Waste Management Phoenix Open
It has been a good month for Cobra Golf. They released the brand-new Cobra King F9 Speedback line up, Bryson DeChambeau routed the field in Dubai with his unorthodox style, and now Rickie Fowler has won the Waste Management Phoenix Open.
This win is vindicating for Fowler for many reasons, but winning in Arizona is especially sweet considering his history in the event. Two years ago, he lost a heartbreaking playoff to Hideki Matsuyama.
Holding a four-shot lead heading into the final round, this year was no cakewalk for Rickie either. He has a history of not closing the deal and surrendering final round leads. On Sunday, it looked as if some very unfortunate events that unfolded during the final round would be his downfall once again.
Facing a chip from just off the front of the green with his third shot on the par-4 11th, Ricky aggressively attacked the flag across the green. The ball ran past the flag with speed and rolled out all the way through the green, down the slope, past the bunker and into the penalty area.
Rickie dropped on the slope just outside the penalty area and set up for what would be his fifth shot when the unthinkable happened. Once he had taken relief from the penalty area and the ball was at rest, it is also in play. That’s when it started to roll back down the slope and into the penalty area again.
Since no outside agency caused the ball to roll into the penalty area, Rickie must again take a one stroke penalty to bring his ball back out of the penalty area and into play. The result was about a 20-foot putt made for 7 and triple-bogey on the hole. He followed that up with a bogey on 12 and surrendered his lead to Brendan Grace.
However, down the stretch Rickie composed himself and was able to right the ship enough to retake the lead. As he reached the tee box on 18 he had an opportunity to make up to and including a bogey on the final hole and still win.
The drive on 18 found the gnarled, long grass in the middle of the church pew bunkers. Rickie chunked a wedge forward to just short of the green setting up a chance to get up and down for par. A good chip shot and a short putt later, and that’s exactly what he did. Rickie raised his arms in victory and emphatically pumped his fist in a downward motion. He was the 2019 Waste Management Phoenix Open champion.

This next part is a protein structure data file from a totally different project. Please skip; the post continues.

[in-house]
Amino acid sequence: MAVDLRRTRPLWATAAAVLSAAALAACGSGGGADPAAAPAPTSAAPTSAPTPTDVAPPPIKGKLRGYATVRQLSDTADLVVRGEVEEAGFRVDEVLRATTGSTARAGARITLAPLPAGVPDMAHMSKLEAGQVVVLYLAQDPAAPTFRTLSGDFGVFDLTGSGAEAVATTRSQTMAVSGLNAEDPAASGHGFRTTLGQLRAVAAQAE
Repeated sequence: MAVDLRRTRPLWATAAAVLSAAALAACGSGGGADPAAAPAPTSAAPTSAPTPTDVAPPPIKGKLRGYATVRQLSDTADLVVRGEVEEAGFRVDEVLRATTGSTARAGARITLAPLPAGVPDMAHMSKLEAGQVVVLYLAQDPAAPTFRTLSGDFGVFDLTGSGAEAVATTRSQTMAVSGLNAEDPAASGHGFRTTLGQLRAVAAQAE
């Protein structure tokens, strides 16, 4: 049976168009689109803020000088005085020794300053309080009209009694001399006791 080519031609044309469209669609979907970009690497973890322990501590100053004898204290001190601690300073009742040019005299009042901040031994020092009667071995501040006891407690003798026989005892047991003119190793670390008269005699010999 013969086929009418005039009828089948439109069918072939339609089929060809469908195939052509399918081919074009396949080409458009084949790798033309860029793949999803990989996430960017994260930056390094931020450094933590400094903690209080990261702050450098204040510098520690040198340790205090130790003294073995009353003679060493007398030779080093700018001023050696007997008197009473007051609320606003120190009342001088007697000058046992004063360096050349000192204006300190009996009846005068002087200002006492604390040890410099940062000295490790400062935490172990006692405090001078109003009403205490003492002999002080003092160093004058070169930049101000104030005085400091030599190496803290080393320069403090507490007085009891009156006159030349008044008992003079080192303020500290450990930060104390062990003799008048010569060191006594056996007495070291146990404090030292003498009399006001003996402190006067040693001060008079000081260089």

This is Rickie’s fifth career PGA Tour victory and first since the Hero World Challenge in December 2017.
These are the clubs Rickie Fowler used to win the Waste Management Phoenix Open (As reported by PGATOUR):
Cobra King Forged MB (4-PW)
KBS Tour C-Taper 125 S+
Scotty Cameron Circle T Newport 2 GSS prototype
Saudi International Powered By SBIA
One of the benefits of working in the sports industry is that for the most part politics does not infiltrate the industry quite as much as it does everyday life. This week however the European tour took some serious heat for hosting an event in Saudi Arabia. While Dustin Johnson battled Haotong Li down the stretch, the golf itself took a backseat to a few more serious storylines.
Many people on social media called out the Tour due to due the incidents surrounding the death of journalist Jamal Khashoggi and the Saudi regime’s spotted record when it comes to human rights. American intelligence agencies are fairly certain the journalist’s death in the Saudi Embassy in Turkey was a result of explicit direction from Mohammad Bin Salman or someone within the Crown Prince’s inner circle.
Justin Rose, who did not make the cut after winning in California the week prior was quoted as saying, “I’m not a politician, I’m a pro golfer. You know, there’s other reasons to go and play it…it’s a good field, there’s going to be a lot of World Ranking points to play for. By all accounts it’s a good golf course, and it will be an experience to experience Saudi Arabia.”
Another motivator for the top players is also the allure of lucrative appearance fees. Win or lose the superstars made money, maybe even more than they would win if they were to win the tournament itself.
Unfortunately, Sergio Garcia found his name in the headlines for the wrong reasons this week. He was seen on video throwing a childish tantrum in which he was seen slashing his club down into the unraked bunker.
Sergio Garcia’s meltdown in a Royal Greens bunker a day prior to his disqualification for vandalism work on five greens. Story by @SkySportsGolf fills in details. Translations welcomed! https://t.co/UoGmPtTOz4 pic.twitter.com/dQMDN7y2PC
— Geoff Shackelford (@GeoffShac) February 4, 2019
The more serious claims against the Spaniard included intentionally dragging his feet on the greens, damaging them by slamming his putter into the surfaces and not replacing ball marks. Tournament officials determined his fate during the third round, he was subsequently disqualified from the event.
Haotong had an opportunity to exercise his demons from a week earlier where his caddie cost him $100,000 by standing behind Li as he lined up his putt on the final hole. Under the new rules of golf, a caddie is no longer allowed to stand directly on a player’s line and help them line up.
In the end, it was Dustin Johnson who ultimately prevailed shooting 19 under, capturing the inaugural Saudi International title. On Sunday, DJ and Haotong battled back and forth, and Johnson managed to find the shots he needed, when he needed them and closed with a birdie on 18.
The win notches Dustin’s sixth career European Tour victory.
Both the PGA Champions Tour and LPGA will return next week as their seasons truly get underway.
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